The board of on Pennwriters recently debated the question of whether or not younger writers are as keen to attend and join writing groups and conferences that meet in the flesh. One side believes that younger writers find their network and tribe online. Unlike those of us who have been in the business to a long time when the only support was found in local writing group, the first place writers look today is online.

The Insecure Writers Support Group is one example of an excellent online group. RWA, despite recent updates that don't seem like updates, has forums and their online classes. Blog hops like this one can lead to networking opportunities. Critique partners are found through Facebook groups. Why spend the money to travel and attend a workshop or conference?

I've been published by a small press for over twelve years, but I know there are zillions of ways to improve my writing and at least that many things I don't know that I don't know. Every time I attend a conference or workshop, I learn something I didn't know. And not always from the presenter. Sometimes, I pick up things from the person I sit with at lunch or at the bar in the evening. Sometime, it's the person who sits beside me in a workshop. Or the free literature sitting around in the hospitality suite or included in the welcome folder. There are always craft and marketing books for sale, too. I found my first critique partner at my first writing conference. It might be a cliche, but we met on the elevator.

My local chapter of RWA held a one day workshop last November. It was a terrific, well-spent day that included lunch and only cost $50 for many pointers on marketing and platform.

Our Pennwriters board didn't come to a conclusion or ways we can draw more young writers to our organization. I thought this was the perfect spot to pick the brains of writers. Where do you make your networking and support connections as a writer? Do you enjoy in person meetings and workshops? What do you look for if attending a conference? What might entice you to attend a workshop?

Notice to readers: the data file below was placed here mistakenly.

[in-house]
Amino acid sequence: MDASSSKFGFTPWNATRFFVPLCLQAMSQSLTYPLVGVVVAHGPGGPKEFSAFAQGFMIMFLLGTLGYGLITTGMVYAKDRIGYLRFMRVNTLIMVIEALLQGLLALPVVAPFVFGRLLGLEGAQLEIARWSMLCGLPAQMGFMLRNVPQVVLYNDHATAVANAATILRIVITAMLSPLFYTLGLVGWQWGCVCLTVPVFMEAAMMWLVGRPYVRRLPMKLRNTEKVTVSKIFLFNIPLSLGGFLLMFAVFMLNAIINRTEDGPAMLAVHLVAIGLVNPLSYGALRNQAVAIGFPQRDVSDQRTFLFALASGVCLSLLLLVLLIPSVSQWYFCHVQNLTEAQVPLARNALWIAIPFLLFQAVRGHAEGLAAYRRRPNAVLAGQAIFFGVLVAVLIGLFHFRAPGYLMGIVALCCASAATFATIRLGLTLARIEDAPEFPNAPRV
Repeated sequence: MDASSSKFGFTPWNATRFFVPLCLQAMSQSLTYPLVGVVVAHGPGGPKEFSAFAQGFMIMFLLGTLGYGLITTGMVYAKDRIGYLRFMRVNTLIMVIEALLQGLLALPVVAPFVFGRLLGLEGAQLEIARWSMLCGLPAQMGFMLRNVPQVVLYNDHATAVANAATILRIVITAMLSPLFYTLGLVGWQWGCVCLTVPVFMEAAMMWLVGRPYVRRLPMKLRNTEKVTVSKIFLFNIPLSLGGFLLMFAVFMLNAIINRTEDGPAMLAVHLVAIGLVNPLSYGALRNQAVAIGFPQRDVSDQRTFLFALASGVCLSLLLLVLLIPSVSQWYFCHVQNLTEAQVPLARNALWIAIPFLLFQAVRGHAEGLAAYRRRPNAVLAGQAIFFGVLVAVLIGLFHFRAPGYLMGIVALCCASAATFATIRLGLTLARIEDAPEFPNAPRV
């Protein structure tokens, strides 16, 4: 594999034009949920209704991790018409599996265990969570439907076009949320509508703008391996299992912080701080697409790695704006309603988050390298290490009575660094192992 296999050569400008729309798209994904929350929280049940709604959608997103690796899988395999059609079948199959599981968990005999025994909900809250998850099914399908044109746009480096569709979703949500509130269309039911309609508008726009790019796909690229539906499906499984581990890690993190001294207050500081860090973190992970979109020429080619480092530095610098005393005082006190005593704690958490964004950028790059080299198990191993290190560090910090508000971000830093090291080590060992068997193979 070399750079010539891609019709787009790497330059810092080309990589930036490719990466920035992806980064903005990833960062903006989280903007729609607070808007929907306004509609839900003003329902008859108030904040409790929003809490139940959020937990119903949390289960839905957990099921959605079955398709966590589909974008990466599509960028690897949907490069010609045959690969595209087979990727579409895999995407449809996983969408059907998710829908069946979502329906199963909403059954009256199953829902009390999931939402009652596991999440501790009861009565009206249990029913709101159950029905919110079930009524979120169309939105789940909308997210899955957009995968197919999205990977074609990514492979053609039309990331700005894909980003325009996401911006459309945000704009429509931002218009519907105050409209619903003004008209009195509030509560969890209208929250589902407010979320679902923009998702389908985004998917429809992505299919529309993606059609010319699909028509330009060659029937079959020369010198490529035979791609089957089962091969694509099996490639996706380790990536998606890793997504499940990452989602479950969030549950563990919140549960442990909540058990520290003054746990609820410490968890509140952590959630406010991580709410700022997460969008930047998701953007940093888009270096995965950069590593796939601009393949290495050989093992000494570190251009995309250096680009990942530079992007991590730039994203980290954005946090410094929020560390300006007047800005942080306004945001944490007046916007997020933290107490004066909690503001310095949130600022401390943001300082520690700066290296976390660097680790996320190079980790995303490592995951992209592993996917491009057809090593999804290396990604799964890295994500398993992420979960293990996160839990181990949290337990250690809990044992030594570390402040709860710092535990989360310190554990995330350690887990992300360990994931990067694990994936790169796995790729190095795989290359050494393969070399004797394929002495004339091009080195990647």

Please visit the other participants of this bloghop.

Wednesday, March 6, 2019

IWSG: March 2019

Welcome to the monthly bloghop created by Alex J. Cavanaugh. Join us as we share advice, insecurities and all things writing. Find the complete list of participants on the IWSG site.

Each month an optional question is thrown out there. This month's question:
Whose perspective do you like to write from best, the hero (protagonist) or the villain (antagonist)? And why?

I enjoy both perspectives but find the antagonist easier to write for. I like to get in the villain's mind so the reader can see why the bad guy thinks he's the good guy. That's more fun than pure evil.

If you're in the northeast like me, you were swatted with three snowstorms in four and a half days that wound up Monday morning. I'm tired of snow, but my granddaughter loves it. Shoveling and sled riding. Grammy has been walking a lot of hills this winter. I'm ready to plant some flowers.

"Gardeners, I think, dream bigger dreams than emperors." Mary Cantwell

This cold, snowy winter is really difficult for the homeless. I hope you remember the shelters and churches, and food banks that help those people.

"What we do for ourselves dies with us. What we do for others remains immortal." Albert Pike

Participating in IWSG always reminds me how fast time is flying by. My granddaughter turned two years old this past weekend. Where does the time go?

The excitement is really building for the last season of Game of Thrones. I can't imagine the pressure the writers must feel with the weight of viewers expectations upon them. We all have our theories and want our favorites to survive. We all have anticipations about the upcoming reunions and hope they're as emotionally fulfilling as we expect. We all have a few characters we hope get their due. There will so much judgement when it's finally over.

"There has never been a statue set up in honor of a critic." Jean Sibelius

I recently binged The Umbrella Academy on Netflix. It was entertaining but not great. I do hope for a second season. Any suggestions on what to binge while I'm visiting blogs today?

A lot of things are going on this week. Ash Wednesday is today. Friday is International Women's Day and Captain Marvel comes out appropriately that day. It's also my youngest son's birthday. His closest friends always text him on his birthday and wish him Happy International Women's Day instead of happy birthday.